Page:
Beginning Wide Sargasso Sea, you already know where it is headed. You are entering into the life of the woman in the attic in Jane Eyre. Bronte creates an unsympathetic madwoman, but through the tragic context she creates, Jean Rhys portrays a woman for whom it is impossible not to feel tremendous compassion. We live through Antoinette’s childhood in Jamaica and learn of her arranged marriage to Rochester. We watch that marriage begin in passion amid the beauty of Dominica, and then watch it unravel due to a combination of the circumstances of their marriage, the hostile intentions of others, and their own inabilities to trust one another enough to forge a connection immune to the interpersonal and cultural pressures surrounding them. Finally we get a glimpse of Antoinette’s imprisonment in England, subject to near-constant supervision, called by another name due to her husband’s superstition and insensitivity, and driven by dreams that lead to the ending we already know from Charlotte Brontë‘s novel.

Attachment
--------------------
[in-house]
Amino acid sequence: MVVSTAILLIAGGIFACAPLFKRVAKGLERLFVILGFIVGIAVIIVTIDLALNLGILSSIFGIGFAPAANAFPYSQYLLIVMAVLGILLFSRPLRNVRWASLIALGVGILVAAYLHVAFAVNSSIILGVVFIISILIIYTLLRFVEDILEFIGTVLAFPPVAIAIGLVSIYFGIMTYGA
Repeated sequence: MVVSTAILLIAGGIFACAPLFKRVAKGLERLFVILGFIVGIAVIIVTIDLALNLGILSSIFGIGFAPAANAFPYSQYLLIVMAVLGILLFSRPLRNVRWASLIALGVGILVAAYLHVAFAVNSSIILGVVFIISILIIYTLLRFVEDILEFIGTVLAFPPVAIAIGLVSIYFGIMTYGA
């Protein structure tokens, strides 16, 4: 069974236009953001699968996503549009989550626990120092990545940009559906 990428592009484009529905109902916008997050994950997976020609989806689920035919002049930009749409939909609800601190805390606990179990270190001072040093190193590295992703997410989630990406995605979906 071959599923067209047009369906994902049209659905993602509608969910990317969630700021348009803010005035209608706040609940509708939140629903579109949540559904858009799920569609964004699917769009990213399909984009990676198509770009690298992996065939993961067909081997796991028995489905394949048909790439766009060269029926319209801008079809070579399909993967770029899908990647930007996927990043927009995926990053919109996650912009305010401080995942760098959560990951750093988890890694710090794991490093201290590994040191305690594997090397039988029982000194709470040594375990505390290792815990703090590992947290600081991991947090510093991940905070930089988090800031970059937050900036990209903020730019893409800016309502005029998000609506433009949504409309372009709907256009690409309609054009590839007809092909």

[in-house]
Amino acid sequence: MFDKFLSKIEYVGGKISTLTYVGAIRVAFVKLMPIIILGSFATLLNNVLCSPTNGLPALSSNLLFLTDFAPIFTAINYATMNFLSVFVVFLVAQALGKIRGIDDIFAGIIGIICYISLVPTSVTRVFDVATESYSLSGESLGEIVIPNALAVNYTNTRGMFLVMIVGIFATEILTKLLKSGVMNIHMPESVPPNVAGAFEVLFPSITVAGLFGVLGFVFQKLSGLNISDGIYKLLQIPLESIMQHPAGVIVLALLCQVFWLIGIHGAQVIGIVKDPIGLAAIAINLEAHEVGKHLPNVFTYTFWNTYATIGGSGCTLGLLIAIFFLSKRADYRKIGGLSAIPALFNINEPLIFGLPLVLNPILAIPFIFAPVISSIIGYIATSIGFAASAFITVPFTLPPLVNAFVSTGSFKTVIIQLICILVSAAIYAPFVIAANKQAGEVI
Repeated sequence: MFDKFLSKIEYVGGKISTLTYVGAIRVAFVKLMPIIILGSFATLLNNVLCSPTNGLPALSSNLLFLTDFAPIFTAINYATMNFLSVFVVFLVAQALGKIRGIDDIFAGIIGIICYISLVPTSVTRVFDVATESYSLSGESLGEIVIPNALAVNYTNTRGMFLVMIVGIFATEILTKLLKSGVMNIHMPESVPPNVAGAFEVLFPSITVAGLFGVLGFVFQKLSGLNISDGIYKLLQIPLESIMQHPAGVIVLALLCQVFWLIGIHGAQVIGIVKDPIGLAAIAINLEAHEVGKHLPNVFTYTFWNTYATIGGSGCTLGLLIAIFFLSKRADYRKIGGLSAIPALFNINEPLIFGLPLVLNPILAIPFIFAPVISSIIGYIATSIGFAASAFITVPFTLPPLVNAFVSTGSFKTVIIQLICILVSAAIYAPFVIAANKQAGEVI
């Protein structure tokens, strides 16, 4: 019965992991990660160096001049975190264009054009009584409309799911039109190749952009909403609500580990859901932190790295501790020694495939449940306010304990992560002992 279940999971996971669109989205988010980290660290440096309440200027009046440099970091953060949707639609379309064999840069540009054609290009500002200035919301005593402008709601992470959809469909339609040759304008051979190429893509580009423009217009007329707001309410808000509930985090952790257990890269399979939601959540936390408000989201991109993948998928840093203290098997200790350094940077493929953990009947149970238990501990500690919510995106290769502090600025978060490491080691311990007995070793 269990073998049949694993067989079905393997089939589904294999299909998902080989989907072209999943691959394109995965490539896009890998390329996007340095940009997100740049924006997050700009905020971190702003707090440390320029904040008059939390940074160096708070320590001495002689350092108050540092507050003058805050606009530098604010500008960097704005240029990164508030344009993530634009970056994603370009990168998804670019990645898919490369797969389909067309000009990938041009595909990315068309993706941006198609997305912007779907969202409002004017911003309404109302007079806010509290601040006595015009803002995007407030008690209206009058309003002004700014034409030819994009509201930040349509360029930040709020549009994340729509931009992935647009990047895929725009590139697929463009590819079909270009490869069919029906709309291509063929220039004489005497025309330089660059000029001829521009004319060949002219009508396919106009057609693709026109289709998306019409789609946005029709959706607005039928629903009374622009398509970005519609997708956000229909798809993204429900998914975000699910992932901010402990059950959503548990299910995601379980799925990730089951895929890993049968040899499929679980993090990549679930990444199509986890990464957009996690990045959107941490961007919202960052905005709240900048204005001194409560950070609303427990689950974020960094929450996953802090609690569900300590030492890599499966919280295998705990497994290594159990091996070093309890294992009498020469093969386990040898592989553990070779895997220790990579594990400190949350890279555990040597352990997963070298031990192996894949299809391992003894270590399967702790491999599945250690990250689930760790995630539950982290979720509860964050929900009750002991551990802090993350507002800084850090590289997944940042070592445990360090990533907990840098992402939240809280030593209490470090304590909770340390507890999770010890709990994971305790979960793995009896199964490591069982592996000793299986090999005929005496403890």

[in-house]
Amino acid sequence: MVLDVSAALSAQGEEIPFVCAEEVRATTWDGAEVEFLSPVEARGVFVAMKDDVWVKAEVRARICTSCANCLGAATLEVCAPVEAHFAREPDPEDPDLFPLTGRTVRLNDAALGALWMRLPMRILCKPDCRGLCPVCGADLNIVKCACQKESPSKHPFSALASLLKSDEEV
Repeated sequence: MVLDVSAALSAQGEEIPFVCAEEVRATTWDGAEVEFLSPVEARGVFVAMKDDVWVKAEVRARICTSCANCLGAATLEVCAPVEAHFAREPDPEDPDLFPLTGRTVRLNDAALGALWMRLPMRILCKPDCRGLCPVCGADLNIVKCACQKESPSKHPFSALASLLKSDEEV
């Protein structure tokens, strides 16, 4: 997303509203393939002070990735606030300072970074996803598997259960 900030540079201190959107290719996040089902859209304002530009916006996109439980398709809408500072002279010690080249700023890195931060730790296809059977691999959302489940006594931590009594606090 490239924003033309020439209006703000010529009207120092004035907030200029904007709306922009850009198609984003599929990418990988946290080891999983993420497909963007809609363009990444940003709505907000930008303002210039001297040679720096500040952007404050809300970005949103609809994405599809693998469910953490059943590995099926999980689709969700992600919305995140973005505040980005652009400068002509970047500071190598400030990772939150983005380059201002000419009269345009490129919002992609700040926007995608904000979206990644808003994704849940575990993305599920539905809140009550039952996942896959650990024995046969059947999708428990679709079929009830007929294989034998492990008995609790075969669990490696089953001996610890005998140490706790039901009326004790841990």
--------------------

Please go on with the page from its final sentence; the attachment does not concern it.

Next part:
The book captures the ambiance of the author's native Dominica and of Jamaica, and serves as a painful primer on the complex race and class politics operating in those islands in the mid 19th century. Jean Rhys is equally skillful at portraying the painful emotional experiences of the ill-fated couple, neither of whom enters the relationship unscathed after their childhoods. Suspicion is everywhere in this book, founded and unfounded, and the consequences both of ignoring it when it should be heeded and yielding to it when it is false are the basis of all the tragedy that unfolds throughout the novel.